Intel is expected to finally refresh its mainstream desktop platform with the introduction of the 14 nm “Comet Lake-S” processors, in Q2-2020. This sees the introduction of the new LGA1200 socket and Intel 400-series chipsets, led by the Z490 Express at the top. Platform maps of these PCI-Express gen 3.0 based chipsets make them look largely similar to current 300-series platform, with a few changes. For starters, Intel introducing its biggest ACPI change since C6/C7 power states that debuted with “Haswell;” with the introduction of C10 and S0ix Modern Standby power-states, which give your PC an iPad-like availability while sipping minimal power. This idea is slightly different from Smart Connect, in that your web-connected apps and processor work at an extremely low-power (fanless) state, rather than waking your machine up from time to time for the apps to refresh. 400-series chipset motherboards will also feature updated networking interfaces, such as support for 2.5 GbE wired LAN with an Intel i225-series PHY, 802.11ax WiFi 6 WLAN, etc.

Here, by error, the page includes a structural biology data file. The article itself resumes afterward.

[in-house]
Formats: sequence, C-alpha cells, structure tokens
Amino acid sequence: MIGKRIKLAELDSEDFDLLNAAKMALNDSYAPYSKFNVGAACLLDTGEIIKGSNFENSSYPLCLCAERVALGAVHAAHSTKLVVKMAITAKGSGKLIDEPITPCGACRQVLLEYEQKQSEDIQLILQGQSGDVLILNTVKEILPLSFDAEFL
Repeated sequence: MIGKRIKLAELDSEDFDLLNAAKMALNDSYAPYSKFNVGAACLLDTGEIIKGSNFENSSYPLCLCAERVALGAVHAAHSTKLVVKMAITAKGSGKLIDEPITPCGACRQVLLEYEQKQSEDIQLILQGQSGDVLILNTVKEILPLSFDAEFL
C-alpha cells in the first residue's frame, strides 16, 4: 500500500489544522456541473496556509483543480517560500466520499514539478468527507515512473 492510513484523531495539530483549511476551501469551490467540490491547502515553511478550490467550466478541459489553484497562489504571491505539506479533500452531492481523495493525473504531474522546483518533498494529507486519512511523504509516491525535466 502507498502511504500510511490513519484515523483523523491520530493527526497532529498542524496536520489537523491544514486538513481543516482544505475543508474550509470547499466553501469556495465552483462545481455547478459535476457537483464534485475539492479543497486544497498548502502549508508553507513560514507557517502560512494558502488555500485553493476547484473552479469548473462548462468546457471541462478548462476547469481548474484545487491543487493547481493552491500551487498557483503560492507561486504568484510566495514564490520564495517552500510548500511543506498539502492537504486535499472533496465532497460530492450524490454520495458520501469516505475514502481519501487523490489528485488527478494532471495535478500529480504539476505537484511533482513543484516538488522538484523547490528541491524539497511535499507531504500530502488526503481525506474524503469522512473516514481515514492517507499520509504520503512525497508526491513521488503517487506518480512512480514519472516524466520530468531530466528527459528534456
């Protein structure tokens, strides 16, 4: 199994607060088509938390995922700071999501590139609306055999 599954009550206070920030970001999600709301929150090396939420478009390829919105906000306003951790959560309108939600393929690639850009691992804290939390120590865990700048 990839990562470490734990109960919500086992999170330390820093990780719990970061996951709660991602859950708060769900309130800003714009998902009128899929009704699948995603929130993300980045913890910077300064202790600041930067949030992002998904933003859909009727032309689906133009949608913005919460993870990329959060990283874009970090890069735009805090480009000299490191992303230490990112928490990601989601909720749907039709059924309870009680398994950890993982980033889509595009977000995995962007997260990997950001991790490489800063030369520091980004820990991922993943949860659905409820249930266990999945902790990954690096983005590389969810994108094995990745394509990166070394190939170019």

HyperThreading will play a big role in making Intel’s processor lineup competitive with AMD’s given that the underlying microarchitecture offers an identical core design to “Skylake” circa 2015. The entry-level Core i3 chips will be 4-core/8-thread, Core i5 6-core/12-thread, Core i7 8-core/16-thread; and leading the pack will be the Core i9-10900K, a 10-core/20-thread processor. According to a WCCFTech report, this processor will debut in April 2020, which means at CES 2020 in January, we’ll get to see some of the first socket LGA1200 motherboards, some even based on the Z490. The platform also mentions an interesting specification: “enhanced core and memory overclocking.” This could be the secret ingredient that makes the i9-10900K competitive with the likes of the Ryzen 9 3900X. The LGA1200 platform could be forwards-compatible with “Rocket Lake,” which could herald IPC increases on the platform by implementing “Willow Cove” CPU cores.